Sunday, July 31, 2011

two dogs

There is no such thing as a free lunch. Not anymore.

Two dogs got away with it.

Bummer and Lazarus lived in Old San Francisco, before the Great Earthquake and Fire.

Lazarus got hit by a freight truck but he lived to wag his tail. Bummer - was the king of the moochers. He was always bumming a meal. And his friend Lazarus tagged along.

They went from bar to bar in the old Barbary Coast. And there was a free lunch.

The idea of the barkeepers was to lay out a spread - or maybe pickled eggs and franks - so that folks would come in and buy a drink. Mostly it worked.

Unless you were a dog - and a teetotaller.

* * *

Isaiah says, come and eat. Come and get it. Your money isn’t good here. There is no price. Come and eat and drink to your heart’s content. Receive the fullness of God’s grace.

His mercy is without limit or fee. You cannot pay for it. You could not afford it.

* * *

Jesus went off by himself for a while. Seeking a little peace, perhaps. He went to a deserted place. But the people followed him. Moved with compassion he went among them, healing. They were a hungry crowd, hungry for grace, hungry – for dinner. And they were in a deserted place.

His disciples saw a lack of resources. Send them away – so they can fend for themselves. They can go buy something in a village somewhere.

They don’t need to go away, Jesus responds. You give them something. Here.

You have something to give.

And it will be enough for them. It will more than satisfy. It will be an abundance of good food, the stuff of life.

But we only have this here, here in the desert, enough for ourselves.

Nonsense. Bring them here, here to me, in God’s presence.

Here and now.

What Jesus gave them was an experience of the bountiful goodness of God.

When have we been like the crowd? Hungering, in need of compassion? Thirsting for what only God can give?

When have we been like the disciples when they were lost in a sense of their own limitation and need?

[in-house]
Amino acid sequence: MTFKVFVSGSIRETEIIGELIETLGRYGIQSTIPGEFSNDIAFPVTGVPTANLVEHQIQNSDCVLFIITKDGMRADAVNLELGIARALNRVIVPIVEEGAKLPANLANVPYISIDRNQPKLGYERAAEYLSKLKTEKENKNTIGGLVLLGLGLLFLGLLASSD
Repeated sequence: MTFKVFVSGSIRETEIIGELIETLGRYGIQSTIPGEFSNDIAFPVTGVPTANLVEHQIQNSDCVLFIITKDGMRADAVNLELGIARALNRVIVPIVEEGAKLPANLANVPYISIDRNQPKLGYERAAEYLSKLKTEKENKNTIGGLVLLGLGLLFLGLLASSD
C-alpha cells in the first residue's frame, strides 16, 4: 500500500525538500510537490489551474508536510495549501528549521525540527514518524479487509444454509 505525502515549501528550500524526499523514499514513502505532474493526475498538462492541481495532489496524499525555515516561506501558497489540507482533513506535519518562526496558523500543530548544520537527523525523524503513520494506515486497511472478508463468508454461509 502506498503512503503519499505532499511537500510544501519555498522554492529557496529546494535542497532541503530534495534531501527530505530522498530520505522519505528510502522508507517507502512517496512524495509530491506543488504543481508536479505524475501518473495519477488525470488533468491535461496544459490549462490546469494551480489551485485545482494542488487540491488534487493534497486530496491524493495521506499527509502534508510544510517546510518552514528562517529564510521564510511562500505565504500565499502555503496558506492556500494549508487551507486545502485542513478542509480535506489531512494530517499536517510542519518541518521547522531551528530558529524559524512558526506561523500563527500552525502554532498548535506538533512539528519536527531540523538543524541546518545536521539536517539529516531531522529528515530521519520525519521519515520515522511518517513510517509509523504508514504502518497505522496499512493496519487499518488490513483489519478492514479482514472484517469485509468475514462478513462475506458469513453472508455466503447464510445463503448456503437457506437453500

When have we been like the disciples when they take the bread and give it to the people?

May we take the bread from heaven and make it bread for the world.

* * *

Jesus gave them an experience of the bountiful good ness of God.

He did not shame them, or say, “What! That’s all you got?? What good is that to me?”

No – he took the offering, and he gave thanks to God.

One true God who created all things: blessed are you – your reign is eternal. You bring forth bread from the earth.

He broke it and shared it out.

The bread they offered, the bread that came from God, bread from heaven, became bread for the world.

All are welcome at the Lord’s Table, and receive abundance there.

For his grace takes what we offer, and makes of it a miracle, a sign of God’s everlasting faithfulness and steadfast love.

The staff of life, in the hands of the source of life, is made a gift that transforms those who give it.

Once small in faith and doubting they now in faith step forward and take the bread and give it out.

Growing in confidence, they see God’s hand at work in the world through them! Through the gift they had made – from five loaves and two fishes.

All they had, they gave. God shows, in this moment, that his love is more than enough.

Humankind lives not by bread alone but by the Word of God. The Word of God – he who is before them, honoring them in the Gift.

What they gave is not wasted. It is gathered up in its abundance.

When have we been hungry, seeking, reaching out for healing and compassion?

Surely at first this was the disciples’ state too. We all need that comfort, that compassion, and that love.

When have we been like the disciples, uncertain of our offering, of its adequacy?

When have we been like the disciples, astounded by what God does with what we bring to the table?

And perhaps, rejoicing by now, we take the transformed offering and share it out.

Bread from heaven indeed – now bread for the world.

* * *

May we take the bread from heaven, the manna in the wilderness, that is the true word of true God, from whom all things depend, and make of it a gift, of holy sustenance, bread for the world.

May we not stint, but share it out in confidence, knowing that he is faithful who called us to the task. He is loving, who gave his own life that we might live. He is the foundation of our hope. He who was raised and is glorified and remembered, may we remember him, every time in the breaking of the bread. Amen.

APentecost7, Proper 13, Isaiah 55:1-5, Psalm 145: 8-9, 15-22, Romans 9:1-5, Matthew 14:13-21


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